It’s been a while since My Hero Academia has checked in on Eri, but her Rewind Quirk is another ability that plays an important role in this episode. Everything that Eri does is absolutely adorable, but the glimpse of her writing letters to Midoriya and Togata so that she can better express her gratitude towards these two important friends in her life is just so sweet. It’s deeply comforting to learn that Eri’s starting to fit in and has become a relatively well-adjusted child who has risen above her past trauma.
Togata playfully warns Eri that Monoma represents the “bad part” of U.A. High, but he might actually be able to make her life easier and help her grow more comfortable with her abilities. “The New Power and All For One” explains the significance behind Monoma’s Copy Quirk and how it can be used to better understand people’s more volatile Quirks, such as the powers that Midoriya and Eri possess. It definitely seems like these experiments over what Monoma’s Copy Quirk can and cannot accomplish is foreshadowing a major breakthrough, either against a villain or to aid Midoriya in battle. “The New Power and All For One” is a scattered episode, but the brief detour on Monoma and Eri feels consistent with the rest of its reflective nature.
My Hero Academia mostly spins its wheels here with a narrative that’s intentionally small stakes. It’s therefore quite unexpected that all of a sudden “The New Power and All For One” tries to quickly resolve seasons’ worth of provisional license exam backstory. Todoroki and Bakugo’s impromptu takedown of a Mr. Freeze-esque villain and his cabal of weirdos gets crammed into the final minutes, but it’s without a doubt the most worthwhile part of the episode.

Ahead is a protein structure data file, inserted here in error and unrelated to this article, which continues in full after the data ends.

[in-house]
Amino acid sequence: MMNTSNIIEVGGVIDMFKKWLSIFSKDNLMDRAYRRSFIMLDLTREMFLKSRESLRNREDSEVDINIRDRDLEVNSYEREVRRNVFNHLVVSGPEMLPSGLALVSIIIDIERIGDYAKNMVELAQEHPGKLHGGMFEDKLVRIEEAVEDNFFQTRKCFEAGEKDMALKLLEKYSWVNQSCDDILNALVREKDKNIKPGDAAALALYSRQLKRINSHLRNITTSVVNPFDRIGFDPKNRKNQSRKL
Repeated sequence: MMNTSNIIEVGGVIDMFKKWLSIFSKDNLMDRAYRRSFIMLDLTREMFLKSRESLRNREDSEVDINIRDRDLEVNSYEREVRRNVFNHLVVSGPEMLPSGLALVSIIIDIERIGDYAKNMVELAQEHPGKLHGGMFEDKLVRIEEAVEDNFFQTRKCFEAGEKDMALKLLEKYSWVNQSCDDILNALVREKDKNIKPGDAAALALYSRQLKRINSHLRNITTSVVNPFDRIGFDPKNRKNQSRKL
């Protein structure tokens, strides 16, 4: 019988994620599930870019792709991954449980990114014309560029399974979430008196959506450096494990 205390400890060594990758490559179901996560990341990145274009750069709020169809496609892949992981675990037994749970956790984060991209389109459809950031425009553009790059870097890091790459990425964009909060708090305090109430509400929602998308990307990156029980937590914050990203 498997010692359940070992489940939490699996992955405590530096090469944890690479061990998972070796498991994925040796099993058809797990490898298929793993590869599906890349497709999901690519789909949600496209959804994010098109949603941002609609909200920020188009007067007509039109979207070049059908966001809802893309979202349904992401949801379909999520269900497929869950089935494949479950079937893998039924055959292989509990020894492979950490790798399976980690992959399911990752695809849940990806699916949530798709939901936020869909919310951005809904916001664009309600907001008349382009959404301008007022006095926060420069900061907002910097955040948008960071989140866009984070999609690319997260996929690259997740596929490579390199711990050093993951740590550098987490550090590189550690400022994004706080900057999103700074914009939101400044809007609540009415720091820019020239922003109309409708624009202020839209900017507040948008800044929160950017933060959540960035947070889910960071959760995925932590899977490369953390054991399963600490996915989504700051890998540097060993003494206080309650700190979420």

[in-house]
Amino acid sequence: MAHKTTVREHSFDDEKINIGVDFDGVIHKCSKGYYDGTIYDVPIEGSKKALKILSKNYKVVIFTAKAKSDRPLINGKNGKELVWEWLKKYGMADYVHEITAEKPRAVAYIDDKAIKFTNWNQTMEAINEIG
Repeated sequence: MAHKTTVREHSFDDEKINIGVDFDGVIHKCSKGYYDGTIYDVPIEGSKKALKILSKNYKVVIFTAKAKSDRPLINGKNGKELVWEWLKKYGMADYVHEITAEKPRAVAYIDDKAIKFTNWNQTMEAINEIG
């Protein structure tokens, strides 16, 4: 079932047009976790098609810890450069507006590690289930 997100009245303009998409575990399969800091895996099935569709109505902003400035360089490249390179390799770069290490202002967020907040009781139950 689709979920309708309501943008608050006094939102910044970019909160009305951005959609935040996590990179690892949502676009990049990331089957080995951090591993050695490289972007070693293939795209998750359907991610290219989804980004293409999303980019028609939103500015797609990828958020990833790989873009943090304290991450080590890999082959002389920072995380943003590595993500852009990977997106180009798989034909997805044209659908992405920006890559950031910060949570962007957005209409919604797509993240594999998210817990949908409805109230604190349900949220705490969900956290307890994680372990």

It’s easy to picture a better version of this episode that uses this conflict as its centerpiece and instead allows all of the slice of life cuteness at U.A. High to be more background fodder that’s intercut with the battle. It wouldn’t be difficult to have students and teachers reflect on the progress of their classes while they watch Bakugo and Todoroki go through the same thing against this random foe. The episode’s structure doesn’t do it any favors, but it’s at least able to end on the strongest note and it’s genuinely exciting that Todoroki and Bakugo finally have their provisional hero licenses. Bakugo’s immediate disdain over how his cake is too big is also just perfect.
“The New Power and All For One” is a serviceable episode of My Hero Academia that’s plenty of fun in the moment, but not necessarily an installment that many fans will feel the need to revisit, which seems antithetical for the anime’s 100th episode. There’s not necessarily anything in this installment that’s not present throughout the rest of the season. Thematically, the previous episode, “Our Brawl,” would have made a better fit for the big 100. However, despite these quibbles over the episode’s unusual priorities, My Hero Academia has never felt more confident in itself, its characters, and its storytelling.
100 episodes might have seemed like a bold pipe dream during My Hero Academia’s first season, but all of the series’ hard work and growth makes it feel like episode 200 is a foregone conclusion at this point. Not everyone has been a huge fan of this season and its structure, but it’s very much functioned like one big extended love letter to the series’ characters. It’s been a slow start to the season, but My Hero Academia seems ready to channel everything that’s been brewing across these 12 episodes and deliver a second-half that’s bigger and more surprising than everything that’s been seen before.